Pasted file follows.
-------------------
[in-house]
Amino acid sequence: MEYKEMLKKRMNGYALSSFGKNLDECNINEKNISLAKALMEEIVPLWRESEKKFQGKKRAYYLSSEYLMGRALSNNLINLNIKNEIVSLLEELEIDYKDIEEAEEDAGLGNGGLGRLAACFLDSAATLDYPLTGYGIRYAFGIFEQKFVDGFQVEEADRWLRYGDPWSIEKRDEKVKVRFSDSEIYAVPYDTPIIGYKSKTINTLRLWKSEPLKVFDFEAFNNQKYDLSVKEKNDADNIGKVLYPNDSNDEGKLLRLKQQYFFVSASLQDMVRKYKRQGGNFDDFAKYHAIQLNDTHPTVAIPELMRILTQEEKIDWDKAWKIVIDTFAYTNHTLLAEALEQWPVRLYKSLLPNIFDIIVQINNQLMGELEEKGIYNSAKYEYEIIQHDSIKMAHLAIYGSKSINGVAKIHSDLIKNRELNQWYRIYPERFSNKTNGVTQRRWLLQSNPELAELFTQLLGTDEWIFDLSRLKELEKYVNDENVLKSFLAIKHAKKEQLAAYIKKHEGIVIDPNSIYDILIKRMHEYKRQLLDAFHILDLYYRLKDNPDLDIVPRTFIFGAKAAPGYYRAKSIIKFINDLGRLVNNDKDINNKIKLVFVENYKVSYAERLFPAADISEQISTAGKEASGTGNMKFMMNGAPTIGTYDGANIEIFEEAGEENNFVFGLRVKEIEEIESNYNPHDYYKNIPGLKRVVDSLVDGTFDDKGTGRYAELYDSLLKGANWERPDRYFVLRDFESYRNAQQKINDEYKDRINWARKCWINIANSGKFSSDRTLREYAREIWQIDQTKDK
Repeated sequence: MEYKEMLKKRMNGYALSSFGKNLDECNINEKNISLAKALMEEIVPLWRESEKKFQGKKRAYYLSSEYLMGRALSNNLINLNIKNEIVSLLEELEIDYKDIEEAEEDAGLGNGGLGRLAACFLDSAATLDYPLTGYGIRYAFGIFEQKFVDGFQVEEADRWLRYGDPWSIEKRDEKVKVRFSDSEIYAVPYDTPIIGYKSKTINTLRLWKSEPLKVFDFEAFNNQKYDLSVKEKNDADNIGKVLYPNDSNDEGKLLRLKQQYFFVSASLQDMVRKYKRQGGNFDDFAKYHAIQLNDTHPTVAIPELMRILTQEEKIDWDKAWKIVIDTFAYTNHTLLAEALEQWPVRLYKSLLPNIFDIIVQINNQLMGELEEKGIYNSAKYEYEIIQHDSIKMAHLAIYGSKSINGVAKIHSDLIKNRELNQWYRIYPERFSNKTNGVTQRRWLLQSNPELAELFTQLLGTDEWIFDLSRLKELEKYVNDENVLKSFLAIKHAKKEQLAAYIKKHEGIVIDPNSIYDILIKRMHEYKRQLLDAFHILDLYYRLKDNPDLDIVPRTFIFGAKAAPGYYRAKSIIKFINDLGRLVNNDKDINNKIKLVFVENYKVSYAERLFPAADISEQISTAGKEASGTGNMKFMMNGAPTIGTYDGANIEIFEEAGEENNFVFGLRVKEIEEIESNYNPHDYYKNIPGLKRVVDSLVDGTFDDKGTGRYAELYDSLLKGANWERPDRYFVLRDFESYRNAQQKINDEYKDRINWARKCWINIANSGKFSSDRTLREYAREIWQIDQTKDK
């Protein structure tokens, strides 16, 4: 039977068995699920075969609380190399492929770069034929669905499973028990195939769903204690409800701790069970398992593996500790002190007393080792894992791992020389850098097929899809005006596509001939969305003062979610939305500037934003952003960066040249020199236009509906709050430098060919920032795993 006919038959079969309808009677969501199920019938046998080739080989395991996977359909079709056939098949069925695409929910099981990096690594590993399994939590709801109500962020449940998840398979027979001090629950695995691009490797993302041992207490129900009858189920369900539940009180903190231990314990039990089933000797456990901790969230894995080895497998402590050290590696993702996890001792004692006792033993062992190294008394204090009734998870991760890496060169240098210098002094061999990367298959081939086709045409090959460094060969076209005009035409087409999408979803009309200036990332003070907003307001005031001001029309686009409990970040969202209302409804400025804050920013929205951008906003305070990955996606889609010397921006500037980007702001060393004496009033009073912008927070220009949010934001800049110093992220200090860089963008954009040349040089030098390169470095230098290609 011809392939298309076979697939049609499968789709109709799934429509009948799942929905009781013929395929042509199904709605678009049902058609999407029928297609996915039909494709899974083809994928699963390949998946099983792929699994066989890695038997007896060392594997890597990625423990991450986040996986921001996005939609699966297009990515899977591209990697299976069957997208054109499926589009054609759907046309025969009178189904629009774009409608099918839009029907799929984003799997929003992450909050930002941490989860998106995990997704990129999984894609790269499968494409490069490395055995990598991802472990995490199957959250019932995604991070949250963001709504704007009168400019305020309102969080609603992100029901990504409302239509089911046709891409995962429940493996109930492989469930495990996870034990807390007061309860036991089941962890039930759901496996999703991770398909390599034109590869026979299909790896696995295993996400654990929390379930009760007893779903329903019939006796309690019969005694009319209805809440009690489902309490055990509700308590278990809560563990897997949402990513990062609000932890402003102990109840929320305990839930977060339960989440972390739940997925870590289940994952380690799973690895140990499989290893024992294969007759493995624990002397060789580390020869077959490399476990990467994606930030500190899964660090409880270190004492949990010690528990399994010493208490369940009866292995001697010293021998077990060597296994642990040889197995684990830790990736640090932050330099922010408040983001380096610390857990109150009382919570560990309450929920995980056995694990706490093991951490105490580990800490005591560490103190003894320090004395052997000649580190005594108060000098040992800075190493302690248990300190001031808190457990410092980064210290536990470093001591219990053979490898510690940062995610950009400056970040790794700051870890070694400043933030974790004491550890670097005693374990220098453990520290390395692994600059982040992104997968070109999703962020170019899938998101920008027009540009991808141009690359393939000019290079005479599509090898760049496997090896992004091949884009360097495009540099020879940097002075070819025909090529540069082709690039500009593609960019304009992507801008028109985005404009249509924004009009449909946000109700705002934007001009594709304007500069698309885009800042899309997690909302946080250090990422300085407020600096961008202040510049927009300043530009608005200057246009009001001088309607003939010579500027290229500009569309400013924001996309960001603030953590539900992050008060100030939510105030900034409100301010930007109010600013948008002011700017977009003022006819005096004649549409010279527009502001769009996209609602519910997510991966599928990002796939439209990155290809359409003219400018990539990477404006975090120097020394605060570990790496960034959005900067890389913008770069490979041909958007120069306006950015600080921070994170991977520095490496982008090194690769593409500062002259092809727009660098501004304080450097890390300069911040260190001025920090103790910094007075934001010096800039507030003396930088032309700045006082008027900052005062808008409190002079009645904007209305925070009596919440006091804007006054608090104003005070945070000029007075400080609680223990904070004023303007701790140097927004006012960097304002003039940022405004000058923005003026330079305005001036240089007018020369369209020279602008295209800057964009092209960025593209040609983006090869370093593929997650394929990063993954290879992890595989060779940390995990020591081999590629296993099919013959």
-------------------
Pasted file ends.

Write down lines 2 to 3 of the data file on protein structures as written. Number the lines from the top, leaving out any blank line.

Amino acid sequence: MEYKEMLKKRMNGYALSSFGKNLDECNINEKNISLAKALMEEIVPLWRESEKKFQGKKRAYYLSSEYLMGRALSNNLINLNIKNEIVSLLEELEIDYKDIEEAEEDAGLGNGGLGRLAACFLDSAATLDYPLTGYGIRYAFGIFEQKFVDGFQVEEADRWLRYGDPWSIEKRDEKVKVRFSDSEIYAVPYDTPIIGYKSKTINTLRLWKSEPLKVFDFEAFNNQKYDLSVKEKNDADNIGKVLYPNDSNDEGKLLRLKQQYFFVSASLQDMVRKYKRQGGNFDDFAKYHAIQLNDTHPTVAIPELMRILTQEEKIDWDKAWKIVIDTFAYTNHTLLAEALEQWPVRLYKSLLPNIFDIIVQINNQLMGELEEKGIYNSAKYEYEIIQHDSIKMAHLAIYGSKSINGVAKIHSDLIKNRELNQWYRIYPERFSNKTNGVTQRRWLLQSNPELAELFTQLLGTDEWIFDLSRLKELEKYVNDENVLKSFLAIKHAKKEQLAAYIKKHEGIVIDPNSIYDILIKRMHEYKRQLLDAFHILDLYYRLKDNPDLDIVPRTFIFGAKAAPGYYRAKSIIKFINDLGRLVNNDKDINNKIKLVFVENYKVSYAERLFPAADISEQISTAGKEASGTGNMKFMMNGAPTIGTYDGANIEIFEEAGEENNFVFGLRVKEIEEIESNYNPHDYYKNIPGLKRVVDSLVDGTFDDKGTGRYAELYDSLLKGANWERPDRYFVLRDFESYRNAQQKINDEYKDRINWARKCWINIANSGKFSSDRTLREYAREIWQIDQTKDK
Repeated sequence: MEYKEMLKKRMNGYALSSFGKNLDECNINEKNISLAKALMEEIVPLWRESEKKFQGKKRAYYLSSEYLMGRALSNNLINLNIKNEIVSLLEELEIDYKDIEEAEEDAGLGNGGLGRLAACFLDSAATLDYPLTGYGIRYAFGIFEQKFVDGFQVEEADRWLRYGDPWSIEKRDEKVKVRFSDSEIYAVPYDTPIIGYKSKTINTLRLWKSEPLKVFDFEAFNNQKYDLSVKEKNDADNIGKVLYPNDSNDEGKLLRLKQQYFFVSASLQDMVRKYKRQGGNFDDFAKYHAIQLNDTHPTVAIPELMRILTQEEKIDWDKAWKIVIDTFAYTNHTLLAEALEQWPVRLYKSLLPNIFDIIVQINNQLMGELEEKGIYNSAKYEYEIIQHDSIKMAHLAIYGSKSINGVAKIHSDLIKNRELNQWYRIYPERFSNKTNGVTQRRWLLQSNPELAELFTQLLGTDEWIFDLSRLKELEKYVNDENVLKSFLAIKHAKKEQLAAYIKKHEGIVIDPNSIYDILIKRMHEYKRQLLDAFHILDLYYRLKDNPDLDIVPRTFIFGAKAAPGYYRAKSIIKFINDLGRLVNNDKDINNKIKLVFVENYKVSYAERLFPAADISEQISTAGKEASGTGNMKFMMNGAPTIGTYDGANIEIFEEAGEENNFVFGLRVKEIEEIESNYNPHDYYKNIPGLKRVVDSLVDGTFDDKGTGRYAELYDSLLKGANWERPDRYFVLRDFESYRNAQQKINDEYKDRINWARKCWINIANSGKFSSDRTLREYAREIWQIDQTKDK